Furthermore, in Comparative Example 2 where Indium and Tin which were not the metals used for the present invention were used for the anode, a metal oxide layer having sufficiently high work function could not be obtained through surface oxidation treatment. Resultant insufficient hole injection property disrupted the balance of holes and electrons within the element. Thus, the luminescence efficiency was significantly reduced, significantly shortening the life.

In addition, in Comparative Example 4 which did not include the hole transport layer, the hole injection property was not sufficient as in Comparative Example 2. Thus, the luminescence efficiency was low, and the life was significantly short.

In addition, in Comparative Example 5 in which the surface oxidation treatment was not performed, the hole injection property was not sufficient in the same manner as Comparative Examples 2 and 4. Thus, the luminescence efficiency was low, and the life was significantly short.

As described above, the organic EL element according to the present invention was formed by artificially oxidizing the surface oxidized layer 131 at the openings after the insulating layer 141 and the openings were formed on the anode 123 or the surface oxidized layer 131. With this, the organic EL element that has excellent hole injection property, that can reduce the number of organic layers, and that allows forming the hole transport layer and the organic luminescent layer by wet printing.

According to the manufacturing method of the organic EL element according to Embodiment 1 of the present invention, oxidation of the surface oxidized layer 131 at the openings are promoted. As a result, the thickness of the anode 124 at the opening region is smaller than the thickness of the anode 124 under the insulating layer 141.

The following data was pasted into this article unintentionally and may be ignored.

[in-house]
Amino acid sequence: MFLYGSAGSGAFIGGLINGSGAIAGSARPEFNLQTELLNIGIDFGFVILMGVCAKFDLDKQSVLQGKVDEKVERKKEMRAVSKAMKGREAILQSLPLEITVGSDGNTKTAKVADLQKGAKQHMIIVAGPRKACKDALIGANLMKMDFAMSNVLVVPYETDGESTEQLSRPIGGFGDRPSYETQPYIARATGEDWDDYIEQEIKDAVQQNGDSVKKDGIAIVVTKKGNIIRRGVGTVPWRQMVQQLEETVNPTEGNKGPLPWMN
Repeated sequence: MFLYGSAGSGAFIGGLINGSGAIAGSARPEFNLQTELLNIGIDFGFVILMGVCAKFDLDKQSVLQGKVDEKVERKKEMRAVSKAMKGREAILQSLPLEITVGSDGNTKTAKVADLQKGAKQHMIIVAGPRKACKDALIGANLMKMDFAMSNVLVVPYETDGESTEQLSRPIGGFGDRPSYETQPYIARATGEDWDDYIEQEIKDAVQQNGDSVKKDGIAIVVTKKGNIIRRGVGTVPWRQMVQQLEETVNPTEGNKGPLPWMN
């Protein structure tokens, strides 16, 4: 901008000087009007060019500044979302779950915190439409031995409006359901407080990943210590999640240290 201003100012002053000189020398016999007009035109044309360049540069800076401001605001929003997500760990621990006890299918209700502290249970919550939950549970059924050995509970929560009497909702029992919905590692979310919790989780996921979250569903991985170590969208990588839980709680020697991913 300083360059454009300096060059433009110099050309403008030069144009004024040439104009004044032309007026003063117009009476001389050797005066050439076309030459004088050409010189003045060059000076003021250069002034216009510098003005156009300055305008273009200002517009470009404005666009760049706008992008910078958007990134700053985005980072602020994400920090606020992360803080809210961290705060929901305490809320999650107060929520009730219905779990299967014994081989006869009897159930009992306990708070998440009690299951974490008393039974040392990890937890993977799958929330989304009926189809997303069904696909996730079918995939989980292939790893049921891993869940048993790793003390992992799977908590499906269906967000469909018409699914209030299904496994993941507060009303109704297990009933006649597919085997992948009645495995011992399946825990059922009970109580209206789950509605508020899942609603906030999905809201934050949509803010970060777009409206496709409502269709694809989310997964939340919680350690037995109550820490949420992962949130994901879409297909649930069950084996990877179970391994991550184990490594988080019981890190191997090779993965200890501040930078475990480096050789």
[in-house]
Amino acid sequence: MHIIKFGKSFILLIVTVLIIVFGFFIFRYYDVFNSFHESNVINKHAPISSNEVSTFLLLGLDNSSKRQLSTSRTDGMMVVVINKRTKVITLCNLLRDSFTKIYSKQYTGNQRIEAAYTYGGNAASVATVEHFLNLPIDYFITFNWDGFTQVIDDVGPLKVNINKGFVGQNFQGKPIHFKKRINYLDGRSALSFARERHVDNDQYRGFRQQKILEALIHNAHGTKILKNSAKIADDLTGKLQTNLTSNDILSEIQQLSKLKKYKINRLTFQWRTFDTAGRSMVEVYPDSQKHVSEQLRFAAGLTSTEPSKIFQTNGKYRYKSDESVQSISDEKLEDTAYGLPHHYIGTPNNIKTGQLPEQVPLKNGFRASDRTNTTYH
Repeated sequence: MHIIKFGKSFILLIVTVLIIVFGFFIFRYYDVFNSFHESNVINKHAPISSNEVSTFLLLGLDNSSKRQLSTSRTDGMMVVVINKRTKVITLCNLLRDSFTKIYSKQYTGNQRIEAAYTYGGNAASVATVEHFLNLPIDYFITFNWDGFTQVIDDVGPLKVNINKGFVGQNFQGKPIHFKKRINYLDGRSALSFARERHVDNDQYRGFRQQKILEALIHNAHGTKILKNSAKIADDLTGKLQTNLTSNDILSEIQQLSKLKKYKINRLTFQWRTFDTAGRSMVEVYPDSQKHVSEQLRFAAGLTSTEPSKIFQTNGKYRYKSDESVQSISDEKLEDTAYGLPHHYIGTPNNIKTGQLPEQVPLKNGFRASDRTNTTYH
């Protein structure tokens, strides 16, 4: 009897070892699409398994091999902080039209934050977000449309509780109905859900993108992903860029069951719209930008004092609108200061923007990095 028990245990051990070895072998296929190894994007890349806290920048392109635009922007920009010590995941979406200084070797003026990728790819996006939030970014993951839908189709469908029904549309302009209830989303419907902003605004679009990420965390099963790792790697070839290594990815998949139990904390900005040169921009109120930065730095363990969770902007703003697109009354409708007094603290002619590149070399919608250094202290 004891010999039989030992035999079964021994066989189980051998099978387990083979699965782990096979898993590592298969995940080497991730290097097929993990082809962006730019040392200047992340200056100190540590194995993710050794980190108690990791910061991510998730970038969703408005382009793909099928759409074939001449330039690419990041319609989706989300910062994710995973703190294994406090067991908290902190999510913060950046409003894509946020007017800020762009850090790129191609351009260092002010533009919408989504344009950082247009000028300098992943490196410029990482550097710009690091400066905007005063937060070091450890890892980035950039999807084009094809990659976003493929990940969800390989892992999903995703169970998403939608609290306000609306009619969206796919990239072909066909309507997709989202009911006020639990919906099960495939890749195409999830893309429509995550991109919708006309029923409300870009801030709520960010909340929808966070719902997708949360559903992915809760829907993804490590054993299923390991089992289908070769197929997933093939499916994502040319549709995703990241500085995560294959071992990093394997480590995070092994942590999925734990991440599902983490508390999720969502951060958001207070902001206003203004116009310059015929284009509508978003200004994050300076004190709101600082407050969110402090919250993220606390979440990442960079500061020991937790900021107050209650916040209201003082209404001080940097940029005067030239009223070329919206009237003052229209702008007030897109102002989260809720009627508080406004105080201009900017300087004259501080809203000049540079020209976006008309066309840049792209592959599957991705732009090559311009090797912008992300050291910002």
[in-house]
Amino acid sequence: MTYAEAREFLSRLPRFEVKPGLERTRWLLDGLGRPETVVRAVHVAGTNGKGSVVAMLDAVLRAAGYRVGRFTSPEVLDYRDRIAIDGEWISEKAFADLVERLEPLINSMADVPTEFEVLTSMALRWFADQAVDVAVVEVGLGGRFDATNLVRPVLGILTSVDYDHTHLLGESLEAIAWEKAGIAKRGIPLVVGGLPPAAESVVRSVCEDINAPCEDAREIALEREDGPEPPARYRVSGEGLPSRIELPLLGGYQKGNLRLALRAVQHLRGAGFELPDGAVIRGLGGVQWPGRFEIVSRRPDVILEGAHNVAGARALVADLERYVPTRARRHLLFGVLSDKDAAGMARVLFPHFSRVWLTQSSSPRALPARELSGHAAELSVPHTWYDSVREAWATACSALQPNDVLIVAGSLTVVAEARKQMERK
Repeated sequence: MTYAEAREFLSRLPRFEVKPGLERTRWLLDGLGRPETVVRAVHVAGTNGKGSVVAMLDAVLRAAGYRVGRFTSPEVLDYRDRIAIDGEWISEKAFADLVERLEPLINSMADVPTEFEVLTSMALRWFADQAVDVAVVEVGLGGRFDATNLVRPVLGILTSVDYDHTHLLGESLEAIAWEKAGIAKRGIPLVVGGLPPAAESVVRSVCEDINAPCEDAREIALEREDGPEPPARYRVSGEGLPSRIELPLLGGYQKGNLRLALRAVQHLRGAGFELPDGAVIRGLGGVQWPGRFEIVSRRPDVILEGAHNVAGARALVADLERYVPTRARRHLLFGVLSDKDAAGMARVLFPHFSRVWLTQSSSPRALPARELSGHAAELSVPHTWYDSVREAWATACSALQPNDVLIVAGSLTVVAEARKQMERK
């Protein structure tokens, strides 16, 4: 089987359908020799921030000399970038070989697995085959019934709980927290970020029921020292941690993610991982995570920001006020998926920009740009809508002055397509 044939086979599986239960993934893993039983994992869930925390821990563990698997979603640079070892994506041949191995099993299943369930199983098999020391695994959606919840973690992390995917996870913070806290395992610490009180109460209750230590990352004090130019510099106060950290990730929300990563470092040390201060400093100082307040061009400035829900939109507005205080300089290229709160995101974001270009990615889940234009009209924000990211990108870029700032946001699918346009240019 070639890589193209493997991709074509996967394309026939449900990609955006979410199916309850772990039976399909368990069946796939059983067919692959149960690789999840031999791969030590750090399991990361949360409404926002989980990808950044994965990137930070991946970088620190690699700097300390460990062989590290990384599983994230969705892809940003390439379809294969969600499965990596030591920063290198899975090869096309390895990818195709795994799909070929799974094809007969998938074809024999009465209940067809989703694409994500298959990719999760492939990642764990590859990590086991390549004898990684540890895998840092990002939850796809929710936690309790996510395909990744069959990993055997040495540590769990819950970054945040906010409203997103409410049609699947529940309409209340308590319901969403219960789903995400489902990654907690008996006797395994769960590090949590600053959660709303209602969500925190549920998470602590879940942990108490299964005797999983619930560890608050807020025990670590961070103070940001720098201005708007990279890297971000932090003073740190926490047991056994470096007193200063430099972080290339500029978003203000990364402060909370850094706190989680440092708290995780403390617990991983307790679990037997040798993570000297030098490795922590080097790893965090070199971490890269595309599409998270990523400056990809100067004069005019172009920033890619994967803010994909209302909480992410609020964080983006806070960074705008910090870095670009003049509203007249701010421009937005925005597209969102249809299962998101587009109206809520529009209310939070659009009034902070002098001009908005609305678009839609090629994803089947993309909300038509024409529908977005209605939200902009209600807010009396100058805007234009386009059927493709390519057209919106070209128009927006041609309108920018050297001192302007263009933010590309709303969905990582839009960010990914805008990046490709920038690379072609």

According to this implementation, it becomes possible to form a hole injection layer having a large work function and capable of reducing the energy barrier for hole injection, though the oxidation of the anode 123. Furthermore, the hole injection layer is the metal oxide layer 132. Accordingly, it is possible to reduce the number of organic layers, which allows forming an organic layer above the hole injection layer by wet printing.

In other words, the thickness of the metal oxide layer 132 in the second region is greater than the thickness of the metal oxide layer 132 in the first region. Thus, regarding the metal oxide layer 132 formed on the anode 124, at the boundary face between the first region and the second region; there is a level difference in which the second region side is located below the first region side. With this, it is possible to reduce what is called the guided wave loss, in which the luminescent light leaks outside through the metal oxide layer 132 formed in the first region as an optical waveguide.